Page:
Career Story: Executive Assistant In A Suburban Town Office

Executive Assistant In A Suburban Town Office

Job Title: Executive Assistant

Type of Company: I work for a small town about half-way between Boston and Worcester.

Education: High School Graduate

Previous Experience: I have worked for this small municipality for the past nineteen years. I started as a clerk, later moved to payroll and eventually became an executive assistant.

Job Tasks: I work for the Board of Selectmen, the town manager and the municipal finance director. We have a very busy office which issues a bunch of different licenses: liquor licenses, Common Victualler Licenses, Class II and Class III licenses, and lodging and limousine permits. Any local business, in fact, that needs a license to operate has to get one through our office.

We also help residents to resolve any issues they've been having with the another town department. If a tree on town-owned property, for example, falls on someone's house, or a snow plow damages his mailbox, or a sewer backs up, or a water main breaks, we do our best to assist him.

We also process workmen's comp claims and the 111F claims (Police and Fire Injury Claims). We pay bills and coordinate purchasing for municipal agencies (including the fire department and police department) and we process all new hires, arranging for physicals and CORI checks if necessary. Pay increases, ditto.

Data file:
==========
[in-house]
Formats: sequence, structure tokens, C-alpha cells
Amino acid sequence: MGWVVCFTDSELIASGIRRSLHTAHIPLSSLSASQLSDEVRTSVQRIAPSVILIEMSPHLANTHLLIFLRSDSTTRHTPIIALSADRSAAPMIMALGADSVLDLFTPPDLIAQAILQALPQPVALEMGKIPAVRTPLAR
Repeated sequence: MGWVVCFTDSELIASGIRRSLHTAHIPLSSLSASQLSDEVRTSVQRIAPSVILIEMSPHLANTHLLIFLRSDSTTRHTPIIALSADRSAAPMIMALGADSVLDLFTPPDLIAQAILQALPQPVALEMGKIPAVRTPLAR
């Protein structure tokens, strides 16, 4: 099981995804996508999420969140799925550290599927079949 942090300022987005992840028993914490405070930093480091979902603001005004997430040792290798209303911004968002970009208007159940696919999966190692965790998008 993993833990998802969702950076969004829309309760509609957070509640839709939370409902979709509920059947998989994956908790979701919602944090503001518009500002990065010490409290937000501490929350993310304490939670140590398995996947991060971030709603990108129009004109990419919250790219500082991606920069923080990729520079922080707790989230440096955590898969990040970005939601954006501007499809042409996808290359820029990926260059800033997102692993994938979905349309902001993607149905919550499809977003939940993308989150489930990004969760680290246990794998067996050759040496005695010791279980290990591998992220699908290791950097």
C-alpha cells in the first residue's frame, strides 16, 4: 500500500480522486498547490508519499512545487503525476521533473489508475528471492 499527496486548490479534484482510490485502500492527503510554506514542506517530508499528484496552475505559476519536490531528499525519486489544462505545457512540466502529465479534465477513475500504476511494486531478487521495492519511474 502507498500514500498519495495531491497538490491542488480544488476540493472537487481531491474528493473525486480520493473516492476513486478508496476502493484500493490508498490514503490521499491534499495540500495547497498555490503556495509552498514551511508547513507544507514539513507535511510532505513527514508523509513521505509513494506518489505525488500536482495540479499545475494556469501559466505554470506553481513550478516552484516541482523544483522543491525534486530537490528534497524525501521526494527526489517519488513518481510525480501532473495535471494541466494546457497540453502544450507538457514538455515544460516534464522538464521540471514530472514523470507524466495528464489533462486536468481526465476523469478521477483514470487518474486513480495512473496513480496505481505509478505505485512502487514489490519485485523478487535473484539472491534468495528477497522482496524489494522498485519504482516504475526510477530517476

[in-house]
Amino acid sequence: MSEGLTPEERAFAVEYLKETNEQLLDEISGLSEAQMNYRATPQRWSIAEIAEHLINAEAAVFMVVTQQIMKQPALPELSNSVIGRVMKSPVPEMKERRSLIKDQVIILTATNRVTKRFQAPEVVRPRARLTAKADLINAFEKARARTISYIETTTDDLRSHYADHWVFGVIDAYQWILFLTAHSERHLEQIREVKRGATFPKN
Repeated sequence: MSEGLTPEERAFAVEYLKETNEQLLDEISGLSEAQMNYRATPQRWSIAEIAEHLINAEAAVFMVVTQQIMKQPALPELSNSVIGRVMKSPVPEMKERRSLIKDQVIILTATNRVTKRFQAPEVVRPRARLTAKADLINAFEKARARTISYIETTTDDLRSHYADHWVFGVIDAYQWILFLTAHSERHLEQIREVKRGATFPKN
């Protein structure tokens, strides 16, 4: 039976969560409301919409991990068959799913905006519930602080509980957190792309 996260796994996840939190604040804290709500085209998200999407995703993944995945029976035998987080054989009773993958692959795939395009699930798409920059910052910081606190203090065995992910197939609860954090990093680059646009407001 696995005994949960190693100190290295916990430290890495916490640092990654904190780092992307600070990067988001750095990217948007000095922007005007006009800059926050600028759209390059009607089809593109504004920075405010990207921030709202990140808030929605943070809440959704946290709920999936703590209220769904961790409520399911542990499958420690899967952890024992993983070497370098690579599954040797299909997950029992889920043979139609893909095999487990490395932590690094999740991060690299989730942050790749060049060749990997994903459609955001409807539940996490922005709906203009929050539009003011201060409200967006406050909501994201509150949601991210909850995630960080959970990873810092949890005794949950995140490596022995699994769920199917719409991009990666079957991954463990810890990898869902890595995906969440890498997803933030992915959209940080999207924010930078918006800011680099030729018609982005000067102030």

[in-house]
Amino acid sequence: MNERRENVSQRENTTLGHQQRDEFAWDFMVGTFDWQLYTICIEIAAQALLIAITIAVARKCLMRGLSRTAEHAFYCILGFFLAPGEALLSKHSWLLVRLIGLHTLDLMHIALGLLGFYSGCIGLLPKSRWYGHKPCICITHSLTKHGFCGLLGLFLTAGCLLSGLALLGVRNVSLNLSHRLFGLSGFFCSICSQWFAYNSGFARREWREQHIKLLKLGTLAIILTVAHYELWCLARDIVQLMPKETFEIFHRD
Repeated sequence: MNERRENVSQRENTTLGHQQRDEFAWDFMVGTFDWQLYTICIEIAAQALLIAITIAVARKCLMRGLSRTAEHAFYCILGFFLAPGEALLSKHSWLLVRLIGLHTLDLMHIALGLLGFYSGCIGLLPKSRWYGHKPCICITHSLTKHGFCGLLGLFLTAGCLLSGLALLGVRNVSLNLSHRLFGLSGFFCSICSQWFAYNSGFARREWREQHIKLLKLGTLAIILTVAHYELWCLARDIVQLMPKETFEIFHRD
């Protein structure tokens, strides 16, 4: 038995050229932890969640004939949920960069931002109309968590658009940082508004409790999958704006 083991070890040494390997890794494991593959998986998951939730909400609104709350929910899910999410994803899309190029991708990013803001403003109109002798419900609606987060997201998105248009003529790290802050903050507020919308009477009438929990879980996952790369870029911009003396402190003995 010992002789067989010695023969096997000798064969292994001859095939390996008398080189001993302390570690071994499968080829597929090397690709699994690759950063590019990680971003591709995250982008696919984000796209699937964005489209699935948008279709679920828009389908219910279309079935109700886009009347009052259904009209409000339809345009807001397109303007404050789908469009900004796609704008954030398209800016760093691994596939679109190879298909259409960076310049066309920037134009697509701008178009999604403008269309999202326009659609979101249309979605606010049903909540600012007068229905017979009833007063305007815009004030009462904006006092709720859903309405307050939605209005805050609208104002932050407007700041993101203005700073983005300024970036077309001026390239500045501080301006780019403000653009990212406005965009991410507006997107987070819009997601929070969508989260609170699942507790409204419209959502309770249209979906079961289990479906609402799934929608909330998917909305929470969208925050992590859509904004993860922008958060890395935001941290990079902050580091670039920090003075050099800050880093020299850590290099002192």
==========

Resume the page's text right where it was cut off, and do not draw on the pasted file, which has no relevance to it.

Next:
Every day brings a new challenge and no two days here are ever the same. This keeps the job interesting.

Best and Worst Parts of the Job: The best part of my job is finding ways to help people resolve the problems they've been having and watching them leave with a smile and a "Thanks." People are often cynical and feel sure their complaints won't be heard, and they are pleasantly surprised when they're not only heard but greeted warmly.

The worst part is having to tell people they're wrong or collect money from people who truly don't have it.

Job Tips:
1.) Try to be patient and listen. This is not about you or your feelings.

2.) Be sure that the person you're dealing with understands that you're paying attention. You will also need to be able to keep things confidential. You'll be privy at times to vey sensitive information and if you share it you can be in hot water!

3.) Remember, above all, that you are there to do a job and not to make friends. Making friends is always great, but don't let friendships cloud your judgement.

Additional Thoughts: I did not attend college so I had to work hard to prove myself and to shoulder my way up the ladder. I have taken some classes and they've all been great, but they're still not looked on the same way a college education is. You may want to keep that in mind.

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